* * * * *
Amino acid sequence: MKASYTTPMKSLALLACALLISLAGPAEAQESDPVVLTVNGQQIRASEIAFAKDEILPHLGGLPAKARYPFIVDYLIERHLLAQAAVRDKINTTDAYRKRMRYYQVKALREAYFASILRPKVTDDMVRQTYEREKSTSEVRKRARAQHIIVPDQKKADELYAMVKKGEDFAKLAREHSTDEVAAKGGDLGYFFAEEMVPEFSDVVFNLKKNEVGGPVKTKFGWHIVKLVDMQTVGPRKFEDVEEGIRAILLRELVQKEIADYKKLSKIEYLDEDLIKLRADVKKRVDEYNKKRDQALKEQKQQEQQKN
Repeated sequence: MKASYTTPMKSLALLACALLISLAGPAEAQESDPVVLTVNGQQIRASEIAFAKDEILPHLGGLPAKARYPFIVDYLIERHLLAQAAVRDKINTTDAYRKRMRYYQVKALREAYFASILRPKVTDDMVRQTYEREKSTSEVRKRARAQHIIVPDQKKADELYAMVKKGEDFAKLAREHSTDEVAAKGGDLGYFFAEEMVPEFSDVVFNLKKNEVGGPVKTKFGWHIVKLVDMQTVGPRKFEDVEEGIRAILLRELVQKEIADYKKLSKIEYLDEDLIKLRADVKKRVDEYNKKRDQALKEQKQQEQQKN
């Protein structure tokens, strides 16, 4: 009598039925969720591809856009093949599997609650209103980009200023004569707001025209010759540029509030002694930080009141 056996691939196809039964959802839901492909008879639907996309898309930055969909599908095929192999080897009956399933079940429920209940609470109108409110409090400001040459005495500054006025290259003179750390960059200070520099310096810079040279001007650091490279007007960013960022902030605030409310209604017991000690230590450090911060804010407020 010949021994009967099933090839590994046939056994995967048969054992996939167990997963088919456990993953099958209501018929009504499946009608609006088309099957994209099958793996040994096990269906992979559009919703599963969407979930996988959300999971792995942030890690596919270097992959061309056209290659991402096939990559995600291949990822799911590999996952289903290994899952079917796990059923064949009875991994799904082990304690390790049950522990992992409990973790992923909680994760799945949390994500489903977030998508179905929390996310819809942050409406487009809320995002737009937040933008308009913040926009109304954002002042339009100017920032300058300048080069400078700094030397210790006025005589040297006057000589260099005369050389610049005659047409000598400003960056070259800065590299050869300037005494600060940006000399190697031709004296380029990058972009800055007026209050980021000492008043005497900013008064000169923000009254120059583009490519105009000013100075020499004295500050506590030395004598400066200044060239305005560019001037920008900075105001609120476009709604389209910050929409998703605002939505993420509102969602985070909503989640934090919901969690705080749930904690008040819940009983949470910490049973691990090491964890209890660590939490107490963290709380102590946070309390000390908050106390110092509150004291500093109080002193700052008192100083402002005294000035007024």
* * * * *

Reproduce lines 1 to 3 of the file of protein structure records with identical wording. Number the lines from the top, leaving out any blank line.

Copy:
Amino acid sequence: MKASYTTPMKSLALLACALLISLAGPAEAQESDPVVLTVNGQQIRASEIAFAKDEILPHLGGLPAKARYPFIVDYLIERHLLAQAAVRDKINTTDAYRKRMRYYQVKALREAYFASILRPKVTDDMVRQTYEREKSTSEVRKRARAQHIIVPDQKKADELYAMVKKGEDFAKLAREHSTDEVAAKGGDLGYFFAEEMVPEFSDVVFNLKKNEVGGPVKTKFGWHIVKLVDMQTVGPRKFEDVEEGIRAILLRELVQKEIADYKKLSKIEYLDEDLIKLRADVKKRVDEYNKKRDQALKEQKQQEQQKN
Repeated sequence: MKASYTTPMKSLALLACALLISLAGPAEAQESDPVVLTVNGQQIRASEIAFAKDEILPHLGGLPAKARYPFIVDYLIERHLLAQAAVRDKINTTDAYRKRMRYYQVKALREAYFASILRPKVTDDMVRQTYEREKSTSEVRKRARAQHIIVPDQKKADELYAMVKKGEDFAKLAREHSTDEVAAKGGDLGYFFAEEMVPEFSDVVFNLKKNEVGGPVKTKFGWHIVKLVDMQTVGPRKFEDVEEGIRAILLRELVQKEIADYKKLSKIEYLDEDLIKLRADVKKRVDEYNKKRDQALKEQKQQEQQKN
């Protein structure tokens, strides 16, 4: 009598039925969720591809856009093949599997609650209103980009200023004569707001025209010759540029509030002694930080009141 056996691939196809039964959802839901492909008879639907996309898309930055969909599908095929192999080897009956399933079940429920209940609470109108409110409090400001040459005495500054006025290259003179750390960059200070520099310096810079040279001007650091490279007007960013960022902030605030409310209604017991000690230590450090911060804010407020 010949021994009967099933090839590994046939056994995967048969054992996939167990997963088919456990993953099958209501018929009504499946009608609006088309099957994209099958793996040994096990269906992979559009919703599963969407979930996988959300999971792995942030890690596919270097992959061309056209290659991402096939990559995600291949990822799911590999996952289903290994899952079917796990059923064949009875991994799904082990304690390790049950522990992992409990973790992923909680994760799945949390994500489903977030998508179905929390996310819809942050409406487009809320995002737009937040933008308009913040926009109304954002002042339009100017920032300058300048080069400078700094030397210790006025005589040297006057000589260099005369050389610049005659047409000598400003960056070259800065590299050869300037005494600060940006000399190697031709004296380029990058972009800055007026209050980021000492008043005497900013008064000169923000009254120059583009490519105009000013100075020499004295500050506590030395004598400066200044060239305005560019001037920008900075105001609120476009709604389209910050929409998703605002939505993420509102969602985070909503989640934090919901969690705080749930904690008040819940009983949470910490049973691990090491964890209890660590939490107490963290709380102590946070309390000390908050106390110092509150004291500093109080002193700052008192100083402002005294000035007024």